Haiti’s future

Published 8:18 am Friday, February 26, 2010

On Jan. 12 a 7.0 magnitude earthquake in Port au Prince Haiti left tens of thousands of Haitians dead and a half million people homeless. Quake survivors took to the streets walking hundreds of miles to relatives in far villages.

An estimated one half of the city’s population remained in Port au Prince. They make their beds in the streets and city parks under the stars far from concrete walls or roofs that threaten to fall on them. Their homes have collapsed burying belongings and loved ones or they are afraid the aftershocks will do to them what the quake did to their families and neighbors.

Lives without four walls

Haiti’s future is about rebuilding, not just homes, schools and businesses, but lives. Lives without four walls called home, lives without mothers, fathers, brothers, sisters, children, aunts, uncles, nieces, nephews, friends and neighbors. Before Haitians can rebuild their lives they must face the rigors of daily survival. Gripped with fending off each moment’s threat to their existence Haiti is a society with a survival mentality. “What will we eat right now?” Planning for the future is unnecessary if you cannot survive this moment of desperate need.

Immediate needs

Haitians need shelter as the spring rains approach but they need jobs for cash to buy food. First they will buy food and if there is money left over they will buy cement to rebuild. These are immediate needs, survival needs, shelter and food.

Haiti is a country with 85 percent unemployment. There are few jobs in this country that burdens business owners with the most expensive wharf and kilowatt hour in the world. The Haitian government successfully chased away the US assembly sector in the 80’s. It is cheaper for US manufacturers to ship their materials to China and back, then to do business with Haiti 800 miles south of Florida.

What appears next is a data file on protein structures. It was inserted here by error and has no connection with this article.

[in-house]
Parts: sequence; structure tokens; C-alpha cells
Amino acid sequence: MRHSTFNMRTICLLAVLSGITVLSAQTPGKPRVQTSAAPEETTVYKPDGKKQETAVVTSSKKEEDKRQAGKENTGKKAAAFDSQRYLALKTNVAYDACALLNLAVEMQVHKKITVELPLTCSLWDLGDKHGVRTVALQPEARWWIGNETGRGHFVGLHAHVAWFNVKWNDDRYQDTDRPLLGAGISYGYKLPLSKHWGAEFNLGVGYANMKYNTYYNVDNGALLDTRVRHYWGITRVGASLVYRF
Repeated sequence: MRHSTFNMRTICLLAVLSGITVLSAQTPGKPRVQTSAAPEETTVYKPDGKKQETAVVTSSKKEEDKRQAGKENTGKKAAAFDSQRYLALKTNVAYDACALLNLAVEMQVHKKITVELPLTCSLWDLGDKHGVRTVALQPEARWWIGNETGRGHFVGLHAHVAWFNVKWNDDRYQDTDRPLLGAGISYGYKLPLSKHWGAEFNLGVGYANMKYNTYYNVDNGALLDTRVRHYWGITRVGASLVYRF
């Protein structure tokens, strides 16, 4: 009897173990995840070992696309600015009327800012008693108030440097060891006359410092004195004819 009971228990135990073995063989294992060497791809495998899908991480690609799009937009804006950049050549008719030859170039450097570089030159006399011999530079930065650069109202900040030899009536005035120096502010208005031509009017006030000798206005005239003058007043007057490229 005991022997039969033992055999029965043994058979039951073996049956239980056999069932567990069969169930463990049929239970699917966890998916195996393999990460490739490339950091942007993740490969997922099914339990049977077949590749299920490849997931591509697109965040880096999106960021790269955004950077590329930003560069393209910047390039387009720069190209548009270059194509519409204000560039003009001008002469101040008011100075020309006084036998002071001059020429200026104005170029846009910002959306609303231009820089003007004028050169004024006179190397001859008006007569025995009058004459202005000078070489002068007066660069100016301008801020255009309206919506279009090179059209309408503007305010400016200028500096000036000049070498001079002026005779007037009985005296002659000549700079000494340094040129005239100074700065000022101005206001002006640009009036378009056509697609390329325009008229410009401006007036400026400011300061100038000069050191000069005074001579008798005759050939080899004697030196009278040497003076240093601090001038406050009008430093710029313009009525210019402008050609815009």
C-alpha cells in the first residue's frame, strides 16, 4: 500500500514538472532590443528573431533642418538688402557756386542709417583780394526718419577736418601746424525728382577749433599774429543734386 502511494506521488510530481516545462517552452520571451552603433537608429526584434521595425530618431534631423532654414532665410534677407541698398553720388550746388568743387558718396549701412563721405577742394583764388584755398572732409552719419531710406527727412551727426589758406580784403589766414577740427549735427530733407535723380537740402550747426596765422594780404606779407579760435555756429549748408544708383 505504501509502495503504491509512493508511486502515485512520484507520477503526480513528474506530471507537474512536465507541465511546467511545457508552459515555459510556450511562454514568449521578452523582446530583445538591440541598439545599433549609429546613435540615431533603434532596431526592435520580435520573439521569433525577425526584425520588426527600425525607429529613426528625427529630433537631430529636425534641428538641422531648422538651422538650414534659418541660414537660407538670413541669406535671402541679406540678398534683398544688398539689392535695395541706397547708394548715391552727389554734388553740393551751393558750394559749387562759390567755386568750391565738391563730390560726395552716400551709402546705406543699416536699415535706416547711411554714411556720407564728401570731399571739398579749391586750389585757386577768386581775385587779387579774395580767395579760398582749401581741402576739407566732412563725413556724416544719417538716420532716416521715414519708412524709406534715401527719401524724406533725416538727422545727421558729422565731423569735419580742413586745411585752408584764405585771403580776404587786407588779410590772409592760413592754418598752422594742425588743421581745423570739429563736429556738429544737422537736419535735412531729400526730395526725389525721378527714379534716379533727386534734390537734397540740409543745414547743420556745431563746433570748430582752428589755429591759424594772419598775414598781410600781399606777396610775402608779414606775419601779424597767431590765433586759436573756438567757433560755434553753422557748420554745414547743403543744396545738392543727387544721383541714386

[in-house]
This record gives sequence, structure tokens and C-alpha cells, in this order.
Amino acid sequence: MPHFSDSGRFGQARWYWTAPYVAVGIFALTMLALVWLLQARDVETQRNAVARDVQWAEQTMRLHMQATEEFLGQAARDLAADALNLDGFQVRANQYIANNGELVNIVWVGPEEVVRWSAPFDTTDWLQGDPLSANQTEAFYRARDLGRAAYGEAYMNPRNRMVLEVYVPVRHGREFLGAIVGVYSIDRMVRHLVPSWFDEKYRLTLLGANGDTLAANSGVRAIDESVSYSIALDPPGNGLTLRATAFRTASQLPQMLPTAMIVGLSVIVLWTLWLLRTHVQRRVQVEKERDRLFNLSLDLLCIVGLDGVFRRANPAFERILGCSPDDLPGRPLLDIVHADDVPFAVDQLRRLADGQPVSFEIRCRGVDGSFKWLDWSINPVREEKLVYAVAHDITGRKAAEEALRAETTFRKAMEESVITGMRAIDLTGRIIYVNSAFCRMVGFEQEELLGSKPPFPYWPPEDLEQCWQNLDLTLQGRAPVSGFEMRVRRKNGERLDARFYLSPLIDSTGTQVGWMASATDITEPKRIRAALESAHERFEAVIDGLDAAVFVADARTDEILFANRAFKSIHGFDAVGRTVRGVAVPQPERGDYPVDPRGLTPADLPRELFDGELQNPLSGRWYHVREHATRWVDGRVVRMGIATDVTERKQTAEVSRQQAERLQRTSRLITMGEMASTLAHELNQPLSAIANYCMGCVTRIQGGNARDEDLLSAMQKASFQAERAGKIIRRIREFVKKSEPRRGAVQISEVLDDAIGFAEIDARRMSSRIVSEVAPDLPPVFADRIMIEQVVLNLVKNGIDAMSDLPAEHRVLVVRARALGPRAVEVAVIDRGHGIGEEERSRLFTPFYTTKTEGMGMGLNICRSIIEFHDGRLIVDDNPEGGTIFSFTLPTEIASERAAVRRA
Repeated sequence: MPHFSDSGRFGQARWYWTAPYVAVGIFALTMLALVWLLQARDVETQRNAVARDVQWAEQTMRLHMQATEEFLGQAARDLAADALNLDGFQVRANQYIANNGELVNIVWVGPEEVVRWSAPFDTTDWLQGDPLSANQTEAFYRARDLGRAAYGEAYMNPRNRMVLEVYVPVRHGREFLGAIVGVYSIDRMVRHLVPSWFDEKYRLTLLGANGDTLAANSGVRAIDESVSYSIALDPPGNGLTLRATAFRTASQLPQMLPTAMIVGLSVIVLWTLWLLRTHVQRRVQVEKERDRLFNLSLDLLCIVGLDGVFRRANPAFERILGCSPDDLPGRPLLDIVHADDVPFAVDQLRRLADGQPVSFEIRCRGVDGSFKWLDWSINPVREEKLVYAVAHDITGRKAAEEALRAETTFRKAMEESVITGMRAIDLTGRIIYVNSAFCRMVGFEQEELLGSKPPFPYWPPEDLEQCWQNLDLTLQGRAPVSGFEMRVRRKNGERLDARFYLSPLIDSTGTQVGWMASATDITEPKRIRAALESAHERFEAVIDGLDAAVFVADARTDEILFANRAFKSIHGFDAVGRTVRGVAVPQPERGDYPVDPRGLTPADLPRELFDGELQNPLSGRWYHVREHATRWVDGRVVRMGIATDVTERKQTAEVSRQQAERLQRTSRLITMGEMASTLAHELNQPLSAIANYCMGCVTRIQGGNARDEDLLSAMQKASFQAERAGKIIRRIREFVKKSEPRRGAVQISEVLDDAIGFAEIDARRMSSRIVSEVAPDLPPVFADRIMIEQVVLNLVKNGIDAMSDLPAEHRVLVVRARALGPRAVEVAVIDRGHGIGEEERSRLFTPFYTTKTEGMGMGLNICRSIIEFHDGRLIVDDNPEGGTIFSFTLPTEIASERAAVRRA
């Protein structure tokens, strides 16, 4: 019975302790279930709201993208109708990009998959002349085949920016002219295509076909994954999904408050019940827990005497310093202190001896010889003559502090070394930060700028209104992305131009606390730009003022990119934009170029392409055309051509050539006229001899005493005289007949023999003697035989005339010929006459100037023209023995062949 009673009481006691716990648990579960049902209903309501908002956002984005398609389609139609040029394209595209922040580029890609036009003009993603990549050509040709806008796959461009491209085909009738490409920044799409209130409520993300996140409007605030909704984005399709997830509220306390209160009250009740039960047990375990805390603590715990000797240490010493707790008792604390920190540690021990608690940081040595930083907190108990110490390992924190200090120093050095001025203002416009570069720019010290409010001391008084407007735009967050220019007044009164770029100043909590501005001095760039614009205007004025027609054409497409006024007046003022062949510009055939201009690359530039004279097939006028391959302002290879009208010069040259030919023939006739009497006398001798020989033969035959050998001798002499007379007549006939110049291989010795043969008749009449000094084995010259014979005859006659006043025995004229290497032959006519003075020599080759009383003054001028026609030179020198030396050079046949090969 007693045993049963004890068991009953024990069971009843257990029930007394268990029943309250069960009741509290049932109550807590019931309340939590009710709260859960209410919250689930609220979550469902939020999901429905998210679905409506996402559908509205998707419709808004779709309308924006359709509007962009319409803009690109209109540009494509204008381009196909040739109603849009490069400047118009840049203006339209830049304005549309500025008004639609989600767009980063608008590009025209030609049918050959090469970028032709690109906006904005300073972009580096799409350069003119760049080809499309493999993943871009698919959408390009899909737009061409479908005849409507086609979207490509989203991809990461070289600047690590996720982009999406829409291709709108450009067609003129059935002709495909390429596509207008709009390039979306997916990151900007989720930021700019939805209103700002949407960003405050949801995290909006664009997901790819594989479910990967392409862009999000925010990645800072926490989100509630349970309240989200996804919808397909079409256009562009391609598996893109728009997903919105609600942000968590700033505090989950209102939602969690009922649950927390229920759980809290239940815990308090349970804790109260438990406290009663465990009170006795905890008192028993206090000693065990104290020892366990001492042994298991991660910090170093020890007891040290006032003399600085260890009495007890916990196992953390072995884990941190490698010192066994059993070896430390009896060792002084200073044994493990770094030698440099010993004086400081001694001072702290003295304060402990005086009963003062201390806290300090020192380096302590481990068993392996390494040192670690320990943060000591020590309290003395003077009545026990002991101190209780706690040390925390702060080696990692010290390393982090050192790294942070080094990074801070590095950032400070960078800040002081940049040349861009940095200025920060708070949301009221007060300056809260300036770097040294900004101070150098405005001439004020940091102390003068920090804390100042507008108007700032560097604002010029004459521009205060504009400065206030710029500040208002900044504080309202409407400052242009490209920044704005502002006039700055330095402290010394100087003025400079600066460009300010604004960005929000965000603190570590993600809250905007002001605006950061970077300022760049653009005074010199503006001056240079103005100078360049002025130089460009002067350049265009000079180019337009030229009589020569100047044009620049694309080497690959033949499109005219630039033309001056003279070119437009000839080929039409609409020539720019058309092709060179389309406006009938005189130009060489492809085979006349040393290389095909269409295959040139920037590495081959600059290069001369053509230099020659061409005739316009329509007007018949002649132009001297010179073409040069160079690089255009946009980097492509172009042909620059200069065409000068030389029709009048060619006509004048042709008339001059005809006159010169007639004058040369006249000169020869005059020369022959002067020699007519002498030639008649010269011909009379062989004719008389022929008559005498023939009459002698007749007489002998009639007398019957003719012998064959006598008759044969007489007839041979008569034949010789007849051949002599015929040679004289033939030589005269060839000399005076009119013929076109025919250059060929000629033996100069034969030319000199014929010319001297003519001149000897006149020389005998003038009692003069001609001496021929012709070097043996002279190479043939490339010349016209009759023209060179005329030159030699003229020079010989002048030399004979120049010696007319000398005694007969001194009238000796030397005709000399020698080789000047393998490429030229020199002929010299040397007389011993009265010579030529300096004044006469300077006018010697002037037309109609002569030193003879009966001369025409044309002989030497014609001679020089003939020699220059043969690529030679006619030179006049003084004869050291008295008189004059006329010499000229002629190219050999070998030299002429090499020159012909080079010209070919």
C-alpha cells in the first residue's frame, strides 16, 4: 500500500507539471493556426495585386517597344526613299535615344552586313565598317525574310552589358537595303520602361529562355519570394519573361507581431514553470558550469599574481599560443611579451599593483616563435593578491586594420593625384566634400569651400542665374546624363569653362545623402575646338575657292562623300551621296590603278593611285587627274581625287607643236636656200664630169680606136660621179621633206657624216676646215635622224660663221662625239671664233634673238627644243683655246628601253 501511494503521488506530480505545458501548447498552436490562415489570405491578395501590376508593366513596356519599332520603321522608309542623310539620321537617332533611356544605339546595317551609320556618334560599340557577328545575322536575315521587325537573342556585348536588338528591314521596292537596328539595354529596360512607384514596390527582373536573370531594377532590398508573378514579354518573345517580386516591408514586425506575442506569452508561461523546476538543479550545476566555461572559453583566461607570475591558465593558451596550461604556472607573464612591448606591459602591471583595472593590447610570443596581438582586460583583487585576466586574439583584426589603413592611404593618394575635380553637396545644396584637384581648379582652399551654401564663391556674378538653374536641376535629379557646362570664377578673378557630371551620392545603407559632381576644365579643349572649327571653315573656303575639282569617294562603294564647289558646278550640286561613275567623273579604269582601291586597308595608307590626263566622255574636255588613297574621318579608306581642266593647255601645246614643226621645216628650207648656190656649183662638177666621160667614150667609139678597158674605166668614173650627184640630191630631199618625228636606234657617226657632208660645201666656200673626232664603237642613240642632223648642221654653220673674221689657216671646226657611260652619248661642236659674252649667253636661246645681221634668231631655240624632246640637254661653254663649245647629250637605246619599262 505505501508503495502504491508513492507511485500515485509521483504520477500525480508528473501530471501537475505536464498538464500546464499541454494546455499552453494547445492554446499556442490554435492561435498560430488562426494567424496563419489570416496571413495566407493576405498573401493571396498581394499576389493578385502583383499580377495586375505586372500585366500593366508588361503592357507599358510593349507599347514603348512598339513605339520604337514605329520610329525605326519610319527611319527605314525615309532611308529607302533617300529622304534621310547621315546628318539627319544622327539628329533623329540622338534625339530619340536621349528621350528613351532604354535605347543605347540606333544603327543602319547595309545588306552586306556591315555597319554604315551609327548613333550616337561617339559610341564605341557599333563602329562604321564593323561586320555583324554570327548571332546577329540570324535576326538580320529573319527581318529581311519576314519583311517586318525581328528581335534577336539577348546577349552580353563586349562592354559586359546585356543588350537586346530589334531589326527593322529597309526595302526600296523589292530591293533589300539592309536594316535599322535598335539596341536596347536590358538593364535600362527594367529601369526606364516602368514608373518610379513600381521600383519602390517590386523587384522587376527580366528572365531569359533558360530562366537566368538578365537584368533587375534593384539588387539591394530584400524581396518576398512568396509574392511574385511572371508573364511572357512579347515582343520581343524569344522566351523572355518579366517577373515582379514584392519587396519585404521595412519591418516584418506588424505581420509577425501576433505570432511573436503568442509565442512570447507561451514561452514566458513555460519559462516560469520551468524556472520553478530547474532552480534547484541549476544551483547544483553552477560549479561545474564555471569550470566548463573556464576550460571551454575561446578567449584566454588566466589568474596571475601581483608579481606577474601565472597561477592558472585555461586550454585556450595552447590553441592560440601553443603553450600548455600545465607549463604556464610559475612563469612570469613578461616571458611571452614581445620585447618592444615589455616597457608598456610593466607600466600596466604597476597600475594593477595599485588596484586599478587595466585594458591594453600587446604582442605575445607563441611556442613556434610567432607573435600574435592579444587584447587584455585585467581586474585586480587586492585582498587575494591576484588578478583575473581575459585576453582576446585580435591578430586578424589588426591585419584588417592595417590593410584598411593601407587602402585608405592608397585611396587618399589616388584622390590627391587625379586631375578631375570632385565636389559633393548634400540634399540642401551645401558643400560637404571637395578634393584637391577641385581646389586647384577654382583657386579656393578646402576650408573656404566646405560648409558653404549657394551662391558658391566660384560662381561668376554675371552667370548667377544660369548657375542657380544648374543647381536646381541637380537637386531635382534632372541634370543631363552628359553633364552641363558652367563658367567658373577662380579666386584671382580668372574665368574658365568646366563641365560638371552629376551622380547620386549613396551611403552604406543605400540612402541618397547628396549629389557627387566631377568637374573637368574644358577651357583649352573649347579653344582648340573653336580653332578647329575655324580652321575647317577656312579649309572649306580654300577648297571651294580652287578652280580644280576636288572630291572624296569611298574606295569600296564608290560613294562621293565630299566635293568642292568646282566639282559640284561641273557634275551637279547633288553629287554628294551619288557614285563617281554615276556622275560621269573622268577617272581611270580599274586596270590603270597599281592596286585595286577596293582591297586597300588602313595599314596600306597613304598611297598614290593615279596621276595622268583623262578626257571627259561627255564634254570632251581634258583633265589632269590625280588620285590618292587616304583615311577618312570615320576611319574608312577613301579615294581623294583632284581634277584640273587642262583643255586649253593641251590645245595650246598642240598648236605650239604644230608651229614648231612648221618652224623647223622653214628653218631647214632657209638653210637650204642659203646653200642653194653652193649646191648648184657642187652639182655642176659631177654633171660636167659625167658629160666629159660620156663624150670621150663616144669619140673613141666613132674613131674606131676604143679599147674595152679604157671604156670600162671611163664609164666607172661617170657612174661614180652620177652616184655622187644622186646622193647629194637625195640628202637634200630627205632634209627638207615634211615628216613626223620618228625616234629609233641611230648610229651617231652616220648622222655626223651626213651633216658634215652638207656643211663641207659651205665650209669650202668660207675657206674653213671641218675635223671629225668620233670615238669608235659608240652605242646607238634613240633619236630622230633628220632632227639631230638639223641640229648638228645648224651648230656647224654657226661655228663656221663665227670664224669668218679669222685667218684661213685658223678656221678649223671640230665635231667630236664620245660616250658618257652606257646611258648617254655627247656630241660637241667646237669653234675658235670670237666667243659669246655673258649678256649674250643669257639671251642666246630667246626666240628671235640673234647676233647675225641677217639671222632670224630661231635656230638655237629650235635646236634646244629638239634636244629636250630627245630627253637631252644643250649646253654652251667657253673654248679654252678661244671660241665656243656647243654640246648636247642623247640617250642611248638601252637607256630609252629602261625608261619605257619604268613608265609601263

Not enough teachers

Haiti is a country with 75 percent illiteracy, Haitians needs schools. There were never enough for the population with 50 percent of its people under age 21. Not enough teachers, not enough classrooms, not enough money to pay for tuition and books since there are not enough public schools in Haiti.

Many schools collapsed in the Jan. 12 quake. Those that did not, say they will open in two months. Some will never reopen, their teachers are dead and the children in the rubble are forever buried there.

International outpouring of aid in response to Haiti’s disaster is phenomenal, the world wants to help but they are hindered by Haitian sovereignty and corruption. Haiti is the fourth most corrupt nation in the world. Whistle blowers are punished and honest men ostracized. Complicity is rewarded and greed generates more greed. To rebuild lives, Haiti needs compassionate leadership, jobs, schools, food and shelter. Haiti needs a miracle.